Okkkkkkkkkk, so we all know “scene description is scene action” in our screenplays and that we should be kickstarting the prose in our novels, right? RIGHT??? Um, no. We don’t it seems, which is why there’s a stack of scripts and novels with what I call “Fillers” in them … those “actions” and moments that AREN’T REALLY ACTIONS AT ALL, but just a way of breaking up dialogue in screenplays, or filling up space in novels, just for the sake of it rather than any “real” character or story-based reason. Now, we’re ALL guilty of shoving a “Filler” in an… Read More »10 Of The Worst Screenplay & Novel “Fillers”
What Is ‘Writer’s Voice’? Writer’s Voice. We hear LOTS about it, but hardly ever a) what it is or b) how to make the best of it in our screenplays. I think of Writer’s Voice as that *thing* that sets YOUR work apart from someone else’s, usually in very specific ways. Regardless of whether you personally like them, the Tarantinos*, Codys, Sorkins, RTDs, Whedons, Moffats, Blacks (*insert top screenwriter here) all have very distinctive voices. (The same goes for authors too, by the way). We know this from: The *types* of stories they tell The *way* they tell them (Cue… Read More »7 Ways Of Showcasing Your Writer’s Voice In Your Screenplay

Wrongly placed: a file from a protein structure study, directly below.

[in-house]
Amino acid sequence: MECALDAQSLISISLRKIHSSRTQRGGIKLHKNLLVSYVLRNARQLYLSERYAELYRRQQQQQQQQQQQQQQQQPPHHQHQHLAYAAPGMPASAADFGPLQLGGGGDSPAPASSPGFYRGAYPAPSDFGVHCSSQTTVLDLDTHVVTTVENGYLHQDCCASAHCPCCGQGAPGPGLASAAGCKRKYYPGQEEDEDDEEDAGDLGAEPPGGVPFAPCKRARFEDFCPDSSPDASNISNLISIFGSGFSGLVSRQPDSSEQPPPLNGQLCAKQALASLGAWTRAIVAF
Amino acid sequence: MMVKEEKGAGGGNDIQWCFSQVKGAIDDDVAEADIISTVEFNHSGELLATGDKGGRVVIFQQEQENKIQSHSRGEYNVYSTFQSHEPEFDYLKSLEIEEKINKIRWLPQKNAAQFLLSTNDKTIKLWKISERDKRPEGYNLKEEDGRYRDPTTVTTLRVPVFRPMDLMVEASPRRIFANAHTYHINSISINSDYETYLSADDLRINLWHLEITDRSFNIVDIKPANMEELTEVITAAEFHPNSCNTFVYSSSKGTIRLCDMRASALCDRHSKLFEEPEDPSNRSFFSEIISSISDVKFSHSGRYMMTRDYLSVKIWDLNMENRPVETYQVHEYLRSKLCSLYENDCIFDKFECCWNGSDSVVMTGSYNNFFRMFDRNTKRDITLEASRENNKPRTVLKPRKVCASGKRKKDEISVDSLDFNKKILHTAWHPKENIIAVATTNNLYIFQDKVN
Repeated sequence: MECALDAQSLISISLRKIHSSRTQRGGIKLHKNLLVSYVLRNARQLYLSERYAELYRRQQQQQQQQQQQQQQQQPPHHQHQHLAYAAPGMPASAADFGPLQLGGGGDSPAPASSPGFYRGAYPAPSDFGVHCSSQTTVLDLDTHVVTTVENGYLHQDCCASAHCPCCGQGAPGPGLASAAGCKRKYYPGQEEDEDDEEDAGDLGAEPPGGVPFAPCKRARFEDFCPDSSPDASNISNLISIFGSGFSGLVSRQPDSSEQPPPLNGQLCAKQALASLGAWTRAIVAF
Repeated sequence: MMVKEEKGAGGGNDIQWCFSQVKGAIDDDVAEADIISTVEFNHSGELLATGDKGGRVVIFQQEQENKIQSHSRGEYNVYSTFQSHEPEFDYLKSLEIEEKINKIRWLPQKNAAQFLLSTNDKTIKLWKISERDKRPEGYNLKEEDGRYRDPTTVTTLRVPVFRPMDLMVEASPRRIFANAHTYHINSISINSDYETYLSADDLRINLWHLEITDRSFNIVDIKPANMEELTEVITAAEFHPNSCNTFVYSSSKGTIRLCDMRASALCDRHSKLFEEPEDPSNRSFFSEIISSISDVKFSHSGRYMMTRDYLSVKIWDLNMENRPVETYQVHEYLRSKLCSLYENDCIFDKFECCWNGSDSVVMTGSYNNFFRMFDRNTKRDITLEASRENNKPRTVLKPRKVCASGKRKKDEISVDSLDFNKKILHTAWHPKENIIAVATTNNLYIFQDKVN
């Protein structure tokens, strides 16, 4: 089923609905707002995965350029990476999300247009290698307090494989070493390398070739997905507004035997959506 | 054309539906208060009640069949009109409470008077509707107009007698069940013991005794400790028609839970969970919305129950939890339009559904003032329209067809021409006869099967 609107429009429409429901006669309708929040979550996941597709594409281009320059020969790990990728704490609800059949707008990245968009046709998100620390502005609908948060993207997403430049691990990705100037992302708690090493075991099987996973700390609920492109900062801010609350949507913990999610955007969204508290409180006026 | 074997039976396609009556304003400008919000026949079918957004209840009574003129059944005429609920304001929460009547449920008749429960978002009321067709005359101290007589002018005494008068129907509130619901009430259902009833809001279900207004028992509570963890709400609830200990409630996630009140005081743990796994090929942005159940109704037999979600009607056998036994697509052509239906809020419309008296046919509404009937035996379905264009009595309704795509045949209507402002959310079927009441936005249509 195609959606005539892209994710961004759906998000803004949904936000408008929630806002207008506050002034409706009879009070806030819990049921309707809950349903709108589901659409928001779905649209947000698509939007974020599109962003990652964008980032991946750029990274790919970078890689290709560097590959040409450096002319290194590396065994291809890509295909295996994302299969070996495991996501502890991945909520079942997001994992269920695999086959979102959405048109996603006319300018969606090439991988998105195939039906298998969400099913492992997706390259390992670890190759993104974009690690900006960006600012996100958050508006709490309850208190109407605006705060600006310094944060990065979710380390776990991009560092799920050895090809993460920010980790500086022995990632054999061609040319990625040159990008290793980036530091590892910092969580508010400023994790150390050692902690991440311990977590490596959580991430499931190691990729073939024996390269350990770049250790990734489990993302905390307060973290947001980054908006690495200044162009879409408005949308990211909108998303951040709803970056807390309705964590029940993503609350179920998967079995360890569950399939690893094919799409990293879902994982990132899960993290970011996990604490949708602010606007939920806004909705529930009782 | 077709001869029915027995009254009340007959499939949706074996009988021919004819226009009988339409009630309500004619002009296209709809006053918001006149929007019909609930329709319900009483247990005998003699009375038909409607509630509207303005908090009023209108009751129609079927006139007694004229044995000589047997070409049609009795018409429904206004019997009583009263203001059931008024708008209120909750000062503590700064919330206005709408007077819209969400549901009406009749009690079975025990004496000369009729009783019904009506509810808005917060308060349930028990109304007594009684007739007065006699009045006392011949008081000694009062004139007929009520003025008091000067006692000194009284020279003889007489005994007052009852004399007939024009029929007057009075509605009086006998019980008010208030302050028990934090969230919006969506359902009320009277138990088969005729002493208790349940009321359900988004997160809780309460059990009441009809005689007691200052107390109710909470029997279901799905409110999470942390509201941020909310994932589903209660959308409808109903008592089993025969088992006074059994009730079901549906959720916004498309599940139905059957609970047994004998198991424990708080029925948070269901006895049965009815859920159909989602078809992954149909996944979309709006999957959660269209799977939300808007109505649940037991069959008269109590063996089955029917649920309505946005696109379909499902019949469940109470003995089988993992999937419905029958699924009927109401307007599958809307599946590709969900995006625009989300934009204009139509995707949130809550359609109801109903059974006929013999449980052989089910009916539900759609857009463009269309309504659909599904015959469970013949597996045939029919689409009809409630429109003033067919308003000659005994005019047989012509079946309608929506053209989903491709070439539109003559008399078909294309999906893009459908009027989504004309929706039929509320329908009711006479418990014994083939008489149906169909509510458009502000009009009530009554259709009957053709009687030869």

All About Scene Description Scene description is arguably the most problematic, yet most important, element of your screenplay. You probably write more of it than anything else (that’s right … even if you subscribe to the notion “less is more”!). I’ve been writing a fair bit about scene description lately in notes for people lately. I thought I would write a dedicated post about the pesky things that can interrupt the “flow” of the story and/or make the page look messy. So, good scene description should: Push the story forward Reveal character Do a bit of both Well, durr, etc.… Read More »10 Ways To Conquer Your Scene Description
Killer Errors No one likes to think about spelling and punctuation errors in their writing. It’s the story that’s important. No-one’s gonna care about typos when it’s the content that counts. It’ll get corrected when it’s typeset. Yada yada yada. You can make excuses until you’re blue in the face, but the fact remains that literary professionals (including script readers) like to read well written English and if you’ve got pesky errors you will set off their grammar police sirens. Thing is, though, these mistakes are far easier to check for and to correct than you think. It just takes… Read More »5 Killer Errors That Will Sink Your Reputation … And Ways You Can Fix Them!